Here's a jsperf for a couple of the options: http://jsperf.com/shallow-copying

Answer

Old question, but there's a more elegant answer than what's been suggested so far; use the built-in utils._extend:

var extend = require("util")._extend;

var varToCopy = { test: 12345, nested: { val: 6789 } };

var copiedObject = extend({}, varToCopy);

console.log(copiedObject);

// outputs:
// { test: 12345, nested: { val: 6789 } }

Note the use of the first parameter with an empty object {} - this tells extend that the copied object(s) need to be copied to a new object. If you use an existing object as the first parameter, then the second (and all subsequent) parameters will be deep-merge-copied over the first parameter variable.

Using the example variables above, you can also do this:

var anotherMergeVar = { foo: "bar" };

extend(copiedObject, { anotherParam: 'value' }, anotherMergeVar);

console.log(copiedObject);

// outputs:
// { test: 12345, nested: { val: 6789 }, anotherParam: 'value', foo: 'bar' }

Very handy utility, especially where I'm used to extend in AngularJS and jQuery.

Hope this helps someone else; object reference overwrites are a misery, and this solves it every time!

Answer

You can use lodash as well. It has a clone and cloneDeep methods.

var _= require('lodash');

var objects = [{ 'a': 1 }, { 'b': 2 }];

var shallow = _.clone(objects);
console.log(shallow[0] === objects[0]);
// => true

var deep = _.cloneDeep(objects);
console.log(deep[0] === objects[0]);
Answer

Depending on what you want to do with your cloned object you can utilize the prototypal inheritence mechanism of javascript and achieve a somewhat cloned object through:

var clonedObject = Object.create(originalObject);

Just remember that this isn't a full clone - for better or worse.

A good thing about that is that you actually haven't duplicated the object so the memory footprint will be low.

Some tricky things to remember though about this method is that iteration of properties defined in the prototype chain sometimes works a bit different and the fact that any changes to the original object will affect the cloned object as well unless that property has been set on itself also.

Answer

I implemented a full deep copy. I believe its the best pick for a generic clone method, but it does not handle cyclical references.

Usage example:

parent = {'prop_chain':3}
obj = Object.create(parent)
obj.a=0; obj.b=1; obj.c=2;

obj2 = copy(obj)

console.log(obj, obj.prop_chain)
// '{'a':0, 'b':1, 'c':2} 3
console.log(obj2, obj2.prop_chain)
// '{'a':0, 'b':1, 'c':2} 3

parent.prop_chain=4
obj2.a = 15

console.log(obj, obj.prop_chain)
// '{'a':0, 'b':1, 'c':2} 4
console.log(obj2, obj2.prop_chain)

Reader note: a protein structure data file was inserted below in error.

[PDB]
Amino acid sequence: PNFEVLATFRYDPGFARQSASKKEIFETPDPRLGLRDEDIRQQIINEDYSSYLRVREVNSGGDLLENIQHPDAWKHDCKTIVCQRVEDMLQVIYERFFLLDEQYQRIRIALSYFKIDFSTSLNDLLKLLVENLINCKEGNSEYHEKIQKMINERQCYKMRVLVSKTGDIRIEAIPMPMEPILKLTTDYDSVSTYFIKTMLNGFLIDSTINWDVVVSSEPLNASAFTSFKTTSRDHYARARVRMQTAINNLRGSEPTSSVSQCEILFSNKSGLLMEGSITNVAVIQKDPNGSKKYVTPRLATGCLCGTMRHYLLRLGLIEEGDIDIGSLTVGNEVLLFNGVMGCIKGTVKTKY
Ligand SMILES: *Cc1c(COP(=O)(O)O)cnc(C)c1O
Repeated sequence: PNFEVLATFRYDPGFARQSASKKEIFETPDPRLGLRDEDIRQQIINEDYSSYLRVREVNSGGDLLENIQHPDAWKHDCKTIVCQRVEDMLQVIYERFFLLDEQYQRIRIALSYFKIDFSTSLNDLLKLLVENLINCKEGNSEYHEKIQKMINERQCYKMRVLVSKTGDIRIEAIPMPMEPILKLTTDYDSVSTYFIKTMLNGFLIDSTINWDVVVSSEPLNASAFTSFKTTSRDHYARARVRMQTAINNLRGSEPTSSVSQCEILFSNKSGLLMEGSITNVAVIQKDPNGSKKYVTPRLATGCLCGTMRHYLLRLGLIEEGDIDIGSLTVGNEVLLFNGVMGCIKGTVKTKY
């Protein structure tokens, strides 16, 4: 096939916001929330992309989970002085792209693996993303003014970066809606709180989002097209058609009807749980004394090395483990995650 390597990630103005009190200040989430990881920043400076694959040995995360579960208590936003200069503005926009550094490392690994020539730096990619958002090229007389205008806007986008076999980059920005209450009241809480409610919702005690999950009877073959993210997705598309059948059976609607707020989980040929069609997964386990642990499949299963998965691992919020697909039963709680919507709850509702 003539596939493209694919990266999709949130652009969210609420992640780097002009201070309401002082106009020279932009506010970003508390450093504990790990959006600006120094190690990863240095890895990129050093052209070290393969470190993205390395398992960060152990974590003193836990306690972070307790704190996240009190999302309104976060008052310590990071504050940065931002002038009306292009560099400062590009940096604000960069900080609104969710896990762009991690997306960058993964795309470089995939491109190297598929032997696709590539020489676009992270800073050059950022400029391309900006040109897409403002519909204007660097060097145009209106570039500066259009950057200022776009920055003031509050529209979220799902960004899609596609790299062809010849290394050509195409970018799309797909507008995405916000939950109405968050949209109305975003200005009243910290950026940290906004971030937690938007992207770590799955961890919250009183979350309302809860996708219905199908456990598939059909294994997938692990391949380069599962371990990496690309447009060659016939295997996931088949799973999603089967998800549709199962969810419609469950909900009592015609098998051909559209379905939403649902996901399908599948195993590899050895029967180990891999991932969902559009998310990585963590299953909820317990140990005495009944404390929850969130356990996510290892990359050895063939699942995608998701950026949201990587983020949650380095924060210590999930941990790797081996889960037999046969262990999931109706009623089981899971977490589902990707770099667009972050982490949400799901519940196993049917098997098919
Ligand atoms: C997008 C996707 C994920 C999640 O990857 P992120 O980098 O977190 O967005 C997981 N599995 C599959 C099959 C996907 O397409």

// '{'a':15, 'b':1, 'c':2} 4

The code itself:

This code copies objects with their prototypes, it also copy functions (might be useful for someone).

function copy(obj) {
  // (F.prototype will hold the object prototype chain)
  function F() {}
  var newObj;

  if(typeof obj.clone === 'function')
    return obj.clone()

  // To copy something that is not an object, just return it:
  if(typeof obj !== 'object' && typeof obj !== 'function' || obj == null)
    return obj;

  if(typeof obj === 'object') {    
    // Copy the prototype:
    newObj = {}
    var proto = Object.getPrototypeOf(obj)
    Object.setPrototypeOf(newObj, proto)
  } else {
    // If the object is a function the function evaluate it:
    var aux
    newObj = eval('aux='+obj.toString())
    // And copy the prototype:
    newObj.prototype = obj.prototype
  }

  // Copy the object normal properties with a deep copy:
  for(var i in obj) {
    if(obj.hasOwnProperty(i)) {
      if(typeof obj[i] !== 'object')
        newObj[i] = obj[i]
      else
        newObj[i] = copy(obj[i])
    }
  }

  return newObj;
}

With this copy I can't find any difference between the original and the copied one except if the original used closures on its construction, so i think its a good implementation.

I hope it helps

Answer

for array, one can use

var arr = [1,2,3]; 
var arr_2 = arr ; 

print ( arr_2 ); 

arr=arr.slice(0);

print ( arr ); 

arr[1]=9999; 

print ( arr_2 ); 
Answer

Objects and Arrays in JavaScript use call by reference, if you update copied value it might reflect on the original object. To prevent this you can deep clone the object, to prevent the reference to be passed, using lodash library cloneDeep method run command

npm install lodash

const ld = require('lodash')
const objectToCopy = {name: "john", age: 24}
const clonedObject = ld.cloneDeep(objectToCopy)